2012 Year of the Dragon
Can you believe this is already the 4709th year according to the Chinese Lunar calendar? Chinese New Year 2012 is officially the Year of the Dragon, connoting a mystical and noble image that symbolizes power from heaven in traditional Chinese doctrine.
Dragons are one of the most auspicious animals in China and associated with innovation, inspiring us to take a closer look at Australian celebrations of Chinese culture as they occur nationwide. The rich traditions and longstanding history of China inform many modern interpretations across the country, and come Chinese New Year there is much reason to celebrate.
The first day of the 2012 Chinese New Year is on January 23, 2012; it is the first day of the first month in the Chinese Lunar Calendar system, and is defined as a new moon day. The moon is considered to rule the senses so we’re on a quest to discover sumptuous experiences in celebration on the big day. Or in weeks to come, as 23 January marks the first day of what is traditionally a 15 day celebration.
Chinese New Year officially runs until 6th February 2012, however, you’ll find most restaurants occurring on the first day of the festivities. If you haven’t already, you can find a restaurant then book your party; start by searching our restaurant listings, identifying your region, then refine your search by selecting Chinese cuisine type.
Kylie Kwong’s Approach to Chinese New Year
Pointing our cultural compass towards Sydney, we turn to Billy Kwong Restaurant in Surry Hills where Executive Chef Kylie Kwong is putting together a special feast. Passionate chef, restaurateur, author and television presenter, Kylie Kwong grew up in Australia with a strong Chinese family heritage that included large family banquets featuring secret recipes from China. She’s built a name for herself in association with creative interpretations of classical Chinese regional cooking and food sustainability so come Chinese New Year it’s only natural to wonder what she’s up to?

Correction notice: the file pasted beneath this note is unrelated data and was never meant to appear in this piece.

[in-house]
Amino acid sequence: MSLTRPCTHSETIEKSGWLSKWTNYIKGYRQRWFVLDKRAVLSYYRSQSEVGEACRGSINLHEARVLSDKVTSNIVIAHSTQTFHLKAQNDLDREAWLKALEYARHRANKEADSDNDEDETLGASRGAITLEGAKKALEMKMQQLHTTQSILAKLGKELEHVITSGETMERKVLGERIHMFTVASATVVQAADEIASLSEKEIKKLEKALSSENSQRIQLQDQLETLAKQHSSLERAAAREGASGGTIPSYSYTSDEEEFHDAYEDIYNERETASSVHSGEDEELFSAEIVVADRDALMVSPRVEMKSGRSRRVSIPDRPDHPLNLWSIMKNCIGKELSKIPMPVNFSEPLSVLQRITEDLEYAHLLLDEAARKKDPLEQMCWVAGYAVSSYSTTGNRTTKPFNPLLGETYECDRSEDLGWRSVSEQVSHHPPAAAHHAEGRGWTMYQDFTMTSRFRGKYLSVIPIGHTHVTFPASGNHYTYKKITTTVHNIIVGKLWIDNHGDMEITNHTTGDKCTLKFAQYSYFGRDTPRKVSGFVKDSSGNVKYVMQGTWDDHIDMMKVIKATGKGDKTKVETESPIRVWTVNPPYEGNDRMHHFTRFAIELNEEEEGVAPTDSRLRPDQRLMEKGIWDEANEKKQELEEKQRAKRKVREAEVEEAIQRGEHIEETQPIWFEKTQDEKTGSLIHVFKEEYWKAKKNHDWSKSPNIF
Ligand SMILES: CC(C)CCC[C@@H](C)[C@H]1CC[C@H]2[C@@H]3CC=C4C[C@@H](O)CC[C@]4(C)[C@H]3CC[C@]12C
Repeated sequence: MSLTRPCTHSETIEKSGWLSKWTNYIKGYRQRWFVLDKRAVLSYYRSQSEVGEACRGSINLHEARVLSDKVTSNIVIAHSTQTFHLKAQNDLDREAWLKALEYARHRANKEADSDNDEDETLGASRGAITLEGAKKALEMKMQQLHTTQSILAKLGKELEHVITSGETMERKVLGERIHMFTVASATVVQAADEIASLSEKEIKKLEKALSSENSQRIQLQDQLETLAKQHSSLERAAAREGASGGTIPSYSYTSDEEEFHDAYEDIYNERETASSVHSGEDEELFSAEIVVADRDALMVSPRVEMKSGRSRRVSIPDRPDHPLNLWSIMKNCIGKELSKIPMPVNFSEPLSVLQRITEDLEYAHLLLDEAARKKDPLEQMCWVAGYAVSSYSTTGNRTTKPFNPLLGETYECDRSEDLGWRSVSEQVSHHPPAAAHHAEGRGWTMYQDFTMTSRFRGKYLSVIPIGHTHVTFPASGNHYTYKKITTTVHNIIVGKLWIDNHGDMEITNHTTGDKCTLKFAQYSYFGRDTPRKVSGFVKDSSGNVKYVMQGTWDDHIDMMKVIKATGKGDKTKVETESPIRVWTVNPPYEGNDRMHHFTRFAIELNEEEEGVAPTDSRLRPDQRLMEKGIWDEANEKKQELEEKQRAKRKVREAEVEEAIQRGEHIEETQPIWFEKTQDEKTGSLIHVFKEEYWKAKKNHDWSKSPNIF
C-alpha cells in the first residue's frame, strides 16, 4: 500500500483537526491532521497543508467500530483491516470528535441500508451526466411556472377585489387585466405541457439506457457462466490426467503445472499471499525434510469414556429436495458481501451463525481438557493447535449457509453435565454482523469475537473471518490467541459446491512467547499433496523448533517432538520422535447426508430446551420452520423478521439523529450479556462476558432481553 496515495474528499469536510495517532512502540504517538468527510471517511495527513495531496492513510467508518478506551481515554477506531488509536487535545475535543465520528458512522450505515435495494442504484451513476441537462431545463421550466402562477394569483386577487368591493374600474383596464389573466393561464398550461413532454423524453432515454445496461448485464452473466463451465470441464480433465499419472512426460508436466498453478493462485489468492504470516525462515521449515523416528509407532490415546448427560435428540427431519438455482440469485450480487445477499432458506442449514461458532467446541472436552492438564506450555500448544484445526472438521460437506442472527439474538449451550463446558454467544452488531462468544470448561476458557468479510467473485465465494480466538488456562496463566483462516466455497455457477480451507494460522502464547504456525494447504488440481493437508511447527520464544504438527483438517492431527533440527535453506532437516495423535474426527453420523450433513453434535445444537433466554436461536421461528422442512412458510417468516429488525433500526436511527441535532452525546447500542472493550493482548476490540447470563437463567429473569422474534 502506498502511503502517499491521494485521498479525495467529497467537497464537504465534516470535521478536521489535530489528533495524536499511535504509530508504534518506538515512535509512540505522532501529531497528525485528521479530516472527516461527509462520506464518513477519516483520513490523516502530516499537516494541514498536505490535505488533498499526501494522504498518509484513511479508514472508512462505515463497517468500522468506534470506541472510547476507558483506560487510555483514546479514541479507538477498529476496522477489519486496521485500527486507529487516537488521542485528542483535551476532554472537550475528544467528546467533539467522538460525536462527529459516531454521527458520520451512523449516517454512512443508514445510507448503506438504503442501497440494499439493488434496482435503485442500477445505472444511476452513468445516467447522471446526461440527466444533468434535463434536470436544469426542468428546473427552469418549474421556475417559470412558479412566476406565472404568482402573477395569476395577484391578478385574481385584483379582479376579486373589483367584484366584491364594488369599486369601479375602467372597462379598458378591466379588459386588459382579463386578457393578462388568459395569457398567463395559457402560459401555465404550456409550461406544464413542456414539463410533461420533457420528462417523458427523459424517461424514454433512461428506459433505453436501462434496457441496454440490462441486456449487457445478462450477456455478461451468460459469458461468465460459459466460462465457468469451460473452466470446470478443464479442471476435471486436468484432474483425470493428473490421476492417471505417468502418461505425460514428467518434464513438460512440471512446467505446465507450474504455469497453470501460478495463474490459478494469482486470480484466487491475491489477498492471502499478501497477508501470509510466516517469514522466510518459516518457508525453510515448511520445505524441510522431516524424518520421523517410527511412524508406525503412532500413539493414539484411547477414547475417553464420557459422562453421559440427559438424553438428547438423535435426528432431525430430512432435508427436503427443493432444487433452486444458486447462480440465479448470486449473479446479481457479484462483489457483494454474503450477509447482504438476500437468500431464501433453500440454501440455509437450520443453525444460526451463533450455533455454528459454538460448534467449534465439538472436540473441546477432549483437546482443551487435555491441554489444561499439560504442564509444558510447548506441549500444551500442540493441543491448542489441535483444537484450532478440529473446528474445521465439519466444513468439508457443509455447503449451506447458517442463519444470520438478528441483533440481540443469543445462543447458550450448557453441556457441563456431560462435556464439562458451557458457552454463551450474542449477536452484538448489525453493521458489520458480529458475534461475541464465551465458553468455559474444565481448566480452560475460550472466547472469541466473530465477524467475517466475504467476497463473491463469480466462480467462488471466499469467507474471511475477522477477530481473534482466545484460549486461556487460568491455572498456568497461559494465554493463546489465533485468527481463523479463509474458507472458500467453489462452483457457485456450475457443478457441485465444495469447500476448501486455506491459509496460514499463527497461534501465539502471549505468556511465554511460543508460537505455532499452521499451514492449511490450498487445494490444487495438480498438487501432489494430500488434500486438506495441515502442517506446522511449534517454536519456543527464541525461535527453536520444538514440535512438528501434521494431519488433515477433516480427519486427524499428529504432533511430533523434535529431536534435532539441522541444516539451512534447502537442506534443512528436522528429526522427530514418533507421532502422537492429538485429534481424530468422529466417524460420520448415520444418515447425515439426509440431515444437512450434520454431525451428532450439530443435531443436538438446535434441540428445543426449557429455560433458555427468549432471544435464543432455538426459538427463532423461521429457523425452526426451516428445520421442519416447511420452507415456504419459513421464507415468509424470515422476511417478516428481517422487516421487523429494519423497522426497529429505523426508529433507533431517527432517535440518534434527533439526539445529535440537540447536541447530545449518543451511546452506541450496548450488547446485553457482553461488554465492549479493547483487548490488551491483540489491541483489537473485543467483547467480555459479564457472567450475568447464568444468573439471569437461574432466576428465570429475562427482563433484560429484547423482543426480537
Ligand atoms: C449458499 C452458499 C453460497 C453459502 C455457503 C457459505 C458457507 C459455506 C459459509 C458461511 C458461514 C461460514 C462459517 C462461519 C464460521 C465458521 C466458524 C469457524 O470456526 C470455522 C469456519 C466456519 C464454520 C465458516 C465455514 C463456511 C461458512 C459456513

Kylie Kwong is developing a growing awareness of Chinese culture in Australia and across the globe; you can experience her individuality and commitment to excellence within her establishment, Billy Kwong Restaurant. This year you’ll find Chinese favourites on the menu including whole fish that represent togetherness, uncut noodles depicting longevity, and dumplings that resemble ancient gold ingots; from there they will diversify the cuisine by including organically grown Australian bush foods.
When it comes to celebrating Chinese New Year, some of the festivities will strictly adhere to tradition, while others will follow the mindframe of cultural visionaries like Kylie Kwong who place emphasis on classical Chinese influence within modern Australian contexts.
2012 Australian Chinese New Year Celebrations
Turning to Melbourne, the celebrations will ongoing for a week; street stalls will be set up, firecrackers will light the sky and over 50 performances are scheduled citywide. Contemporary Chinese cultural activities, festivities and dances are on the roster and traditional Chinese opera is showcasing for the occasion. Ever-popular karaoke competitions are being set up and of course numerous stalls featuring Chinese culinary delights will be around to tempt your taste buds. Be on the lookout, too, for arts and crafts sales, Chinese chess competitions, lion dances, dragon parades, calligraphy and children's events
This festival is open to all, young and old and its aim is to share the Chinese Cultural heritage of Melbourne's Chinese community. In recent years the festival has been one of Melbourne's most celebrated festivals and is great for the whole family.
Looking closely at what’s going on in Melbourne gives you an idea of what’s out there. Though if you’re in Sydney, Gold Coast, Adelaide, Perth, Brisbane or Bendigo, there is a comprehensive outline of celebration details available to you on the 2012 Australian Chinese New Year Celebrations site, all honouring the Year of the Dragon.
Designing Your Fortunes for the Year of the Dragon
Since the Chinese zodiac is designed to associated each year with an animal, this year it makes sense to pay homage to the dragon when designing fortunes for your friends and family. Based on tradition, the dragon bestows it’s characteristics on the people born in a dragon year.
Throughout the entire duration of the dragon year, however, the dragon theme will influence the lives of everyone; as such it’s a year that will be marked by intensity, vitality, and unbridled enthusiasm. Other dragonesque adjectives to work into your fortunes include: excitement, unpredictability, energy, drama, and risk. Be warned, since 2012 promises to be a very active year, the general consensus is that "throwing caution to the wind” can create personal tragedy.
For further recipes and Chinese inspired recipes, refer to our Book Review - Building the Perfect Meal.